• "The properties of keratins applied in wound dressings may implicate that increased keratin levels in the MRL/MpJ mouse promote regeneration. On the other hand, it should be underlined that dorsal skin lesions in the MRL/MpJ mouse have been reported to heal with scarring [30]. "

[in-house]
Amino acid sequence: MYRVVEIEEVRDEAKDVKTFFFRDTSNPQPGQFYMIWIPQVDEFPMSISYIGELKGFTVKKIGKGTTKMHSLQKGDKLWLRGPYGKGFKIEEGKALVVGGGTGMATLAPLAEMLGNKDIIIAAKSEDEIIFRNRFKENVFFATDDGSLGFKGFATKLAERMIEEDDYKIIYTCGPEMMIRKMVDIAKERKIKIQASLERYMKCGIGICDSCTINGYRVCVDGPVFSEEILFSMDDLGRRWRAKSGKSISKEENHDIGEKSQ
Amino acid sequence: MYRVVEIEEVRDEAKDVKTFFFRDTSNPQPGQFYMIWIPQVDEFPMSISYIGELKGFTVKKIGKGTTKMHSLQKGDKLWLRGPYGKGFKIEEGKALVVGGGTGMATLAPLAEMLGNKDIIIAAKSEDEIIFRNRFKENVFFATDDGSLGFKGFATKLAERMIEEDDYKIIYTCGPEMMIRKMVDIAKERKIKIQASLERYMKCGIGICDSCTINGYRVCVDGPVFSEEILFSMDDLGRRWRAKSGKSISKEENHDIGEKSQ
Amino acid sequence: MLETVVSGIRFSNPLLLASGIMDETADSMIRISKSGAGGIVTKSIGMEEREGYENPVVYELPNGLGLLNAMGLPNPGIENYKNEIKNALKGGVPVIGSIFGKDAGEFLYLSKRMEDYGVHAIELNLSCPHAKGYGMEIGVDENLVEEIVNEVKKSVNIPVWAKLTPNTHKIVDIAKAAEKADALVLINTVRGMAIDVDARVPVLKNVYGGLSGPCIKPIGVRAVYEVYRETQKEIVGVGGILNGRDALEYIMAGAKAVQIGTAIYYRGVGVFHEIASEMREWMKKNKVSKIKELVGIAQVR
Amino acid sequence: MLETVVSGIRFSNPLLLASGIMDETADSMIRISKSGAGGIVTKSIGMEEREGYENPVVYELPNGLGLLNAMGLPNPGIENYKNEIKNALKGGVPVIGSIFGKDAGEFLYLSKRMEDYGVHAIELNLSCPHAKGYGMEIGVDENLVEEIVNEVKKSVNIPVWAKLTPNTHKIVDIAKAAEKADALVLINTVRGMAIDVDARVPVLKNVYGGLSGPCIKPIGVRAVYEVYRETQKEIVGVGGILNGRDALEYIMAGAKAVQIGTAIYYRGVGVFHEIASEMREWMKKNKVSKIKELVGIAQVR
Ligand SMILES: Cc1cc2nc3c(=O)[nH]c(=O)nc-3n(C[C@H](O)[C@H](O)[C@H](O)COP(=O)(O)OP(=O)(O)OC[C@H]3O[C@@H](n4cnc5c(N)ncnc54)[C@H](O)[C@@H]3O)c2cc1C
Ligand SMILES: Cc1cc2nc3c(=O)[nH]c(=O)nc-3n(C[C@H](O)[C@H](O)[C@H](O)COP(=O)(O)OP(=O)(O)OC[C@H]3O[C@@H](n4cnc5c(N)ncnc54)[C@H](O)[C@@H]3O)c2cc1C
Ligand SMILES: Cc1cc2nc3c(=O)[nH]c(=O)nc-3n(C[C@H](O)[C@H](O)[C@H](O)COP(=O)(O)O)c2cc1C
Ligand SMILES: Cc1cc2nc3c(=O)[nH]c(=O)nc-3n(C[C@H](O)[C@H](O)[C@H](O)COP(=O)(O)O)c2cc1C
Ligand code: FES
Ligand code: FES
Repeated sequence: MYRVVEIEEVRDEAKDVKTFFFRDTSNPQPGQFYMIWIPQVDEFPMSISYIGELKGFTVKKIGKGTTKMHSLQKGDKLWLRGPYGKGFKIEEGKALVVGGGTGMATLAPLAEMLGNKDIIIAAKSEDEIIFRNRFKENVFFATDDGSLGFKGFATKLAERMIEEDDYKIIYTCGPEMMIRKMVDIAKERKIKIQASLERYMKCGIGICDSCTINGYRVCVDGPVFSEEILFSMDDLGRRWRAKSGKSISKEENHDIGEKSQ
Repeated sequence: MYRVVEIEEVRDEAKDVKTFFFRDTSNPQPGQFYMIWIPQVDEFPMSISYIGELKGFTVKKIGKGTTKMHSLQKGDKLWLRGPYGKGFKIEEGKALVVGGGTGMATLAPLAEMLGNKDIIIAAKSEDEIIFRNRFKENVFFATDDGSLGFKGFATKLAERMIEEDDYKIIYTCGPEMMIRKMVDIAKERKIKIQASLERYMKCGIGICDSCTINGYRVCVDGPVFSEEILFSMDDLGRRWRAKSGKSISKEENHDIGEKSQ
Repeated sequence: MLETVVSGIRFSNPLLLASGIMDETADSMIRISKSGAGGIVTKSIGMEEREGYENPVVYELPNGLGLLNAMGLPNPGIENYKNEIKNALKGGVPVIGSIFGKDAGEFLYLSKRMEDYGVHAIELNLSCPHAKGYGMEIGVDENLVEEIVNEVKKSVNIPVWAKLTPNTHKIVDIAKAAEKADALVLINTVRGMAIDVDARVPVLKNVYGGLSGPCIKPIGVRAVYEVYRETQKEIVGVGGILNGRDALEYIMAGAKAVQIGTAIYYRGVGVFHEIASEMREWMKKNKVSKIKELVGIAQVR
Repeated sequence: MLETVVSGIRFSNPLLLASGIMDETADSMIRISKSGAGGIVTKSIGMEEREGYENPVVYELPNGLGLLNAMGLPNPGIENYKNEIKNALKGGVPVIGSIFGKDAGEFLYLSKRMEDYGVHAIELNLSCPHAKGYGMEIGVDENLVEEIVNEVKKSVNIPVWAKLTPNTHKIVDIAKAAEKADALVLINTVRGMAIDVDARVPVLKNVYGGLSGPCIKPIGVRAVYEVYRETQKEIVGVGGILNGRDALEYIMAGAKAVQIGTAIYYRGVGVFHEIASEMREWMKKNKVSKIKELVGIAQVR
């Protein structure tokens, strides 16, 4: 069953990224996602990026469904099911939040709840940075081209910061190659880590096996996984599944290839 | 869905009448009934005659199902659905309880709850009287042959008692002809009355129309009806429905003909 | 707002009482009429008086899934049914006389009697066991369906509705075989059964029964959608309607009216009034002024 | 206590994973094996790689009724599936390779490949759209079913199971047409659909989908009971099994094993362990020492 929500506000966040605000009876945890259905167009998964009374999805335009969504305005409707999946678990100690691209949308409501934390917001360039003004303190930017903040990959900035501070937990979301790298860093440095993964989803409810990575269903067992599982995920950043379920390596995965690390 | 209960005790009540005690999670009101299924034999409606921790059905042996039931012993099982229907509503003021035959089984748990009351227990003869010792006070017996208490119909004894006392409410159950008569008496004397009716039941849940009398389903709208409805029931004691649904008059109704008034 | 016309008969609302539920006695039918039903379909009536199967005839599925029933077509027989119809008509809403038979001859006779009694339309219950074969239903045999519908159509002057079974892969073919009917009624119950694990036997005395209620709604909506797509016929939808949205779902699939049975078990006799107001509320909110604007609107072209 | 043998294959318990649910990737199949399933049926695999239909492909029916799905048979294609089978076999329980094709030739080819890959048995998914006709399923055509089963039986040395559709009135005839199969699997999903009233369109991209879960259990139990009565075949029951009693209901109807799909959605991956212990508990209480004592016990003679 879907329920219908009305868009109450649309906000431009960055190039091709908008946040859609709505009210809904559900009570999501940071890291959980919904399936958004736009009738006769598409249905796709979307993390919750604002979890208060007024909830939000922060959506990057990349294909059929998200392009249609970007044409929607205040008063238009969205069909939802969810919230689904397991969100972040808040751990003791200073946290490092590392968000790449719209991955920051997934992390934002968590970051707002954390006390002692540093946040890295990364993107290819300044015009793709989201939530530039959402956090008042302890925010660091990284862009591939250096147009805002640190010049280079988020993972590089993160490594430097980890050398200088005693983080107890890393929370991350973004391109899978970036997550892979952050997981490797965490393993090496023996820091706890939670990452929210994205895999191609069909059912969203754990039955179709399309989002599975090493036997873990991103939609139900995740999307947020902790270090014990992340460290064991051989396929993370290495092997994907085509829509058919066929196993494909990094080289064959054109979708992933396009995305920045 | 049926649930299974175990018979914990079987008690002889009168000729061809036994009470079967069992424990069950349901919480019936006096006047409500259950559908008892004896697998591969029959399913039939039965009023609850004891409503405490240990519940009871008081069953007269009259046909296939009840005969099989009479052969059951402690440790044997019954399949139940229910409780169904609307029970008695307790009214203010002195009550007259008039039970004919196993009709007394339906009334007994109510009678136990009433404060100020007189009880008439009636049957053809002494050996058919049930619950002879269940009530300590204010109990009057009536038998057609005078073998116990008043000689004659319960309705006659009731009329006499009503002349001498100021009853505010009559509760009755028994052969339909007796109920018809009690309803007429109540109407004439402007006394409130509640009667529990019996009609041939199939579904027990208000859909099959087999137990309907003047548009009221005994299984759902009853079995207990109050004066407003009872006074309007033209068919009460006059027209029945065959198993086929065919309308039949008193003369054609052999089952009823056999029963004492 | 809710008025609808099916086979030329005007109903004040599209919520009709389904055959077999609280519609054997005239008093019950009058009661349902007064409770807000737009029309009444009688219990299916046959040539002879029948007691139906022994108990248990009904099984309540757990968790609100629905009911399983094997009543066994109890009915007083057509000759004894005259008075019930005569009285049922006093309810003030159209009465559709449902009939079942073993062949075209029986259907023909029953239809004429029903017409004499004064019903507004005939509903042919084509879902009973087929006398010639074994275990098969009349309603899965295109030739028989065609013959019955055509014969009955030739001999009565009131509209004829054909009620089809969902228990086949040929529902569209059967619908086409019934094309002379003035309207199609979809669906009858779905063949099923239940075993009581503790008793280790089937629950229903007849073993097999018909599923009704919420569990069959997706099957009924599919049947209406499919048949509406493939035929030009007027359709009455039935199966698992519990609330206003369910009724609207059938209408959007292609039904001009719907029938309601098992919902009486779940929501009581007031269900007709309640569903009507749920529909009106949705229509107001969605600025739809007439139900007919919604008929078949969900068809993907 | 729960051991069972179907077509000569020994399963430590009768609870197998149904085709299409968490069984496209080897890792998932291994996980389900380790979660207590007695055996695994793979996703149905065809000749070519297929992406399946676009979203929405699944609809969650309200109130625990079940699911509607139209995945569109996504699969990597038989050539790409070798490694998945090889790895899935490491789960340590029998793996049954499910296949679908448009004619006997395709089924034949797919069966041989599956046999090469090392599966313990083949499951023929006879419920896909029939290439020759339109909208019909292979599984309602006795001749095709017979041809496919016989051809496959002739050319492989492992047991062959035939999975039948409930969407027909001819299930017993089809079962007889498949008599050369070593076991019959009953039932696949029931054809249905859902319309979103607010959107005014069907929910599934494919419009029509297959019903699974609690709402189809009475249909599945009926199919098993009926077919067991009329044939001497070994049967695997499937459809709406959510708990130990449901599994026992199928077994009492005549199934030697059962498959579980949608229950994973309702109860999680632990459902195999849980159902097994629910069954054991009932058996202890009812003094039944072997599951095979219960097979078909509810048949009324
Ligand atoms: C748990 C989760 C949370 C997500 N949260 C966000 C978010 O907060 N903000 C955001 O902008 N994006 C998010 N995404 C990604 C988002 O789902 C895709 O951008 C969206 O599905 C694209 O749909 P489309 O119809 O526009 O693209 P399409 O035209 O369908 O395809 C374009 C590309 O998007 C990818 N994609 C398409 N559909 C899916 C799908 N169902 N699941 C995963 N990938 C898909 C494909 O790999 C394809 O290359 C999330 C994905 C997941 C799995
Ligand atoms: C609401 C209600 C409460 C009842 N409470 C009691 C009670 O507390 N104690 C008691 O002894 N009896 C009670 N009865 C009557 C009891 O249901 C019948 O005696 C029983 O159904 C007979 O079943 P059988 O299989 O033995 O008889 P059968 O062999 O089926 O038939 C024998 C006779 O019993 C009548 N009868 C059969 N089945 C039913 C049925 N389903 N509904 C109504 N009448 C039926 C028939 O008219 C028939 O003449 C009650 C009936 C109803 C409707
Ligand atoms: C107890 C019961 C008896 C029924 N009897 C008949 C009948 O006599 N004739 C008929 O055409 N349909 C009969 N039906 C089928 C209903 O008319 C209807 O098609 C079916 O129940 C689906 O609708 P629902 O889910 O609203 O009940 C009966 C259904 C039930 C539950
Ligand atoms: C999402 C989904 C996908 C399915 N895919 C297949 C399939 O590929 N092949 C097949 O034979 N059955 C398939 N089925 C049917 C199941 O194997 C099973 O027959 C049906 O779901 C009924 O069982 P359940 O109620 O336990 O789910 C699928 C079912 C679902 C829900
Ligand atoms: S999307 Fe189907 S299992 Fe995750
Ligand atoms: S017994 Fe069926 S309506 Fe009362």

[Show abstract] [Hide abstract] ABSTRACT: Background: The MRL/MpJ mouse is a laboratory inbred strain known for regenerative abilities which are manifested by scarless closure of ear pinna punch holes. Enhanced healing responses have been reported in other organs. A remarkable feature of the strain is that the adult MRL/MpJ mouse retains several embryonic biochemical characteristics, including increased expression of stem cell markers. Results: We explored the transcriptome of the MRL/MpJ mouse in the heart, liver, spleen, bone marrow and ears. We used two reference strains, thus increasing the chances to discover the genes responsible for the exceptional properties of the regenerative strain. We revealed several distinctive characteristics of gene expression patterns in the MRL/MpJ mouse, including the repression of immune response genes, the up-regulation of those associated with retinol metabolism and PPAR signalling, as well as differences in expression of the genes engaged in wounding response. Another crucial finding is that the gene expression patterns in the adult MRL/MpJ mouse and murine neonates share a number of parallels, which are also related to immune and wounding response, PPAR pathway, and retinol metabolism. Conclusions: Our results indicate the significance of retinol signalling and neonatal transcriptomic relics as the distinguishing features of the MRL/MpJ mouse. The possibility that retinoids could act as key regulatory molecules in this regeneration model brings important implications for regenerative medicine.